Thoughts from the Early Church
Commentary by Augustine
“Bid me come to you upon the water” (Mt 14:28).
The Gospel tells us how Christ the Lord walked upon the waters of the sea, and how the apostle Peter did the same until fear made him falter and lose confidence. Then he began to sink and emerged from the water only after calling on the Lord with renewed faith.
Now we must regard the sea as a symbol of the present world, and the apostle Peter as a symbol of the one and only Church. For Peter, who ranked first among the apostles and was always the most ready to declare his love for Christ, often acted as spokesman for them all.
For instance, when the Lord Jesus Christ asked who people thought he was and the other disciples had cited various opinions, it was Peter who responded to the Lord’s further question, “But who do you say I am?” with the affirmation: “You are the Christ, the Son of the living God.” One replied for all because all were united.
When we consider Peter as a representative member of the Church we should distinguish between what was due to God’s action in him and what was attributable to himself. Then we ourselves shall not falter; then we shall be founded upon rock and remain firm and unmoved in the face of the wind, rain, and floods, which are the trials and temptations of this present world.
Look at Peter, who in this episode is an image of ourselves; at one moment he is all confidence, at the next all uncertainty and doubt; now he professes faith in the immortal One, now he fears for his life.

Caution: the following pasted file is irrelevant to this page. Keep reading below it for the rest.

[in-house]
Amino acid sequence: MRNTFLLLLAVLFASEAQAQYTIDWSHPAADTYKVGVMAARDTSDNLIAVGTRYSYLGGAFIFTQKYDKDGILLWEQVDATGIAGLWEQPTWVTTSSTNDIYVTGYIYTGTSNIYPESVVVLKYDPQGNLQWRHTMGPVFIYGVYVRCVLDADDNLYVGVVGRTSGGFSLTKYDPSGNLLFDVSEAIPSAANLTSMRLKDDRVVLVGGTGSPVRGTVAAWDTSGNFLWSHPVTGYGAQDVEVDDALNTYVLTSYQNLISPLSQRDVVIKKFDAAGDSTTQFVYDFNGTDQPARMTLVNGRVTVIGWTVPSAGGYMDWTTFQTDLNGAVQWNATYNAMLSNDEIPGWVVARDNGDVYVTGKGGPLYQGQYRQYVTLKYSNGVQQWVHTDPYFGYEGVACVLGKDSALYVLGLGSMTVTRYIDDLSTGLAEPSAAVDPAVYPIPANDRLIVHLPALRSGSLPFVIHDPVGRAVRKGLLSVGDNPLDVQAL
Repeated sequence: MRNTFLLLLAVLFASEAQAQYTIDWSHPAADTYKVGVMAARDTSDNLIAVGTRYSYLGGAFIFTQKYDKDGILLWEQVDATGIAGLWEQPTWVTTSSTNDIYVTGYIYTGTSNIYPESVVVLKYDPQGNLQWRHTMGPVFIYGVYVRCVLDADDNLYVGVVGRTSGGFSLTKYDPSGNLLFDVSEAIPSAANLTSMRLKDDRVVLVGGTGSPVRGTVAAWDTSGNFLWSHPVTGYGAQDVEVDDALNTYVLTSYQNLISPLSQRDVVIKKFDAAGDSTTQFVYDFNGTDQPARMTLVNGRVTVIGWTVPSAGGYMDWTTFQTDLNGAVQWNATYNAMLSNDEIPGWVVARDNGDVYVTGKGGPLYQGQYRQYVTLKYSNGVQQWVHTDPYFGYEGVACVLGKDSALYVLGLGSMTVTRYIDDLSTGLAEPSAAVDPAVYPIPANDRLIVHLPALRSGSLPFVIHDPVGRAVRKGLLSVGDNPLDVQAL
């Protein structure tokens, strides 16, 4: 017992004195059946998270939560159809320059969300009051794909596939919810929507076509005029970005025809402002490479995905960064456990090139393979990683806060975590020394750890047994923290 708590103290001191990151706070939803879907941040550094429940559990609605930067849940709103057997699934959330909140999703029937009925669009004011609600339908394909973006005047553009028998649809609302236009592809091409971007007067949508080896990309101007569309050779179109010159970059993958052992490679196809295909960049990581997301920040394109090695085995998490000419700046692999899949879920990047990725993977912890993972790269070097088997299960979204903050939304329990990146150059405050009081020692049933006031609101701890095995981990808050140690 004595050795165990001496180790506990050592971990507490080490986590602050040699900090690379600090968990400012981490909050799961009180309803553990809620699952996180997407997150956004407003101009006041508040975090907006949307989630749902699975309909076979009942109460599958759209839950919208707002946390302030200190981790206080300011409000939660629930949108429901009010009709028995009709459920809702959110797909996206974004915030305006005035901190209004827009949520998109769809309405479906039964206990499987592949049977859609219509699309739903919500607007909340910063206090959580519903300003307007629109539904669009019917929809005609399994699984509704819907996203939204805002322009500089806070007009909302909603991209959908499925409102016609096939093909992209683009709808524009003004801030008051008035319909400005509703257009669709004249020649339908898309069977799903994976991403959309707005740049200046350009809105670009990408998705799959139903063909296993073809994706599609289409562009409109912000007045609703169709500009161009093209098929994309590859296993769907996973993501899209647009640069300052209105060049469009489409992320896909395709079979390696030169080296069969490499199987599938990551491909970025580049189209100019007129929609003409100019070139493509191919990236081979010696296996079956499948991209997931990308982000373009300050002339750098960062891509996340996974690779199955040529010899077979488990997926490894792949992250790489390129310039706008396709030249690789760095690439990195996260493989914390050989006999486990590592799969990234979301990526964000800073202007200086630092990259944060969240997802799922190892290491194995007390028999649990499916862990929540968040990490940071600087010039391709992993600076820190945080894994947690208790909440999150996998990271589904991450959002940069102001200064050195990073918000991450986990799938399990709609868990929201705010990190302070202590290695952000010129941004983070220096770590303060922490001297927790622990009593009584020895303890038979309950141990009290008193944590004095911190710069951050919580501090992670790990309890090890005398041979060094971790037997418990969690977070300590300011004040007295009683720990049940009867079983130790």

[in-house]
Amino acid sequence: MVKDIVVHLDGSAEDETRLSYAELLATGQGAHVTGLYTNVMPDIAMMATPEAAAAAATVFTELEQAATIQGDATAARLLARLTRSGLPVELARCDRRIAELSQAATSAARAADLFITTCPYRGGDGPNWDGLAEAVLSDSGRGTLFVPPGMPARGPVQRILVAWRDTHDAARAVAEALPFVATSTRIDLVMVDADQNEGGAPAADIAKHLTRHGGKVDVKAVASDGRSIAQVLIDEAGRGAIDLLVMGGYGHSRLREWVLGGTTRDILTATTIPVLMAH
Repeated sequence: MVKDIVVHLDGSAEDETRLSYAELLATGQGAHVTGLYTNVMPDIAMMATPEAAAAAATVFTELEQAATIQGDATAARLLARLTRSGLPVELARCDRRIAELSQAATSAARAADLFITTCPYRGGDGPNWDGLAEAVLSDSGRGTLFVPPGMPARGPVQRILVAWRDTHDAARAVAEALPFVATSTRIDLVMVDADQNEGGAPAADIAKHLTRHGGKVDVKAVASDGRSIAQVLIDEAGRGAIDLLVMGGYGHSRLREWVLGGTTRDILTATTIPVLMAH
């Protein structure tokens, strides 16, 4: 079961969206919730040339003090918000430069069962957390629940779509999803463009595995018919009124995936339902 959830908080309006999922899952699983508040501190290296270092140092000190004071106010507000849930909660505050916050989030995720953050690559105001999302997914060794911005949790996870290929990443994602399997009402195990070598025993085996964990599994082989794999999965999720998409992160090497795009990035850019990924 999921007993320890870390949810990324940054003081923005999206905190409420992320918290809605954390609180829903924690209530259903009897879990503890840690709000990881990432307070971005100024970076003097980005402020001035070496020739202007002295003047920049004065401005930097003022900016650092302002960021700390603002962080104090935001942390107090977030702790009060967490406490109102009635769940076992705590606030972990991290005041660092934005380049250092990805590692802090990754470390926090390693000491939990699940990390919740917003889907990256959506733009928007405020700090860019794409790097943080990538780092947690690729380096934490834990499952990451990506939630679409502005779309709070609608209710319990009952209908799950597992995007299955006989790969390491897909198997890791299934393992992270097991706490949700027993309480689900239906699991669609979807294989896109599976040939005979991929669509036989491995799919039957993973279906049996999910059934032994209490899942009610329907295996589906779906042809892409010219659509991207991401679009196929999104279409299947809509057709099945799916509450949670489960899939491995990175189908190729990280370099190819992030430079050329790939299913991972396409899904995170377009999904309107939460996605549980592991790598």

“Lord, if it is you, bid me come to you upon the water.” When the Lord said “Come” Peter climbed out of the boat and began to walk on the water. This is what he could do through the power of the Lord; what by himself? “Realizing how violently the wind was blowing, he lost his nerve, and as he began to sink he called out, 'Lord, I am drowning, save me'!”
When he counted on the Lord’s help it enabled him to walk on the water; when human frailty made him falter he turned once more to the Lord, who immediately stretched out his hand to help him, raised him up as he was sinking, and rebuked him for his lack of faith.
Think, then, of this world as a sea, whipped up to tempestuous heights by violent winds. A person’s own private tempest will be his or her unruly desires. If you love God you will have power to walk upon the waters, and all the world’s swell and turmoil will remain beneath your feet. But if you love the world it will surely engulf you, for it always devours its lovers, never sustains them.
If you feel your foot slipping beneath you, if you become a prey to doubt or realize that you are losing control, if, in a word, you begin to sink, say: “Lord, I am drowning, save me!” Only he who for your sake died in your fallen nature can save you from the death inherent in that fallen nature.
Sermon 76:1. 4. 5. 8. 9: PL38, 479-483
Augustine (354-430) was born at Thagaste in Africa and received a Christian education, although he was not baptized until 387. In 391 he was ordained priest and in 395 he became coadjutor bishop to Valerius of Hippo, whom he succeeded in 396. Augustine’s theology was formulated in the course of his struggle with three heresies: Manichaeism, Donatism, and Pelagianism. His writings are voluminous and his influence on subsequent theology immense. He molded the thought of the Middle Ages down to the thirteenth century. Yet he was above all a pastor and a great spiritual writer.
**From Saint Louis University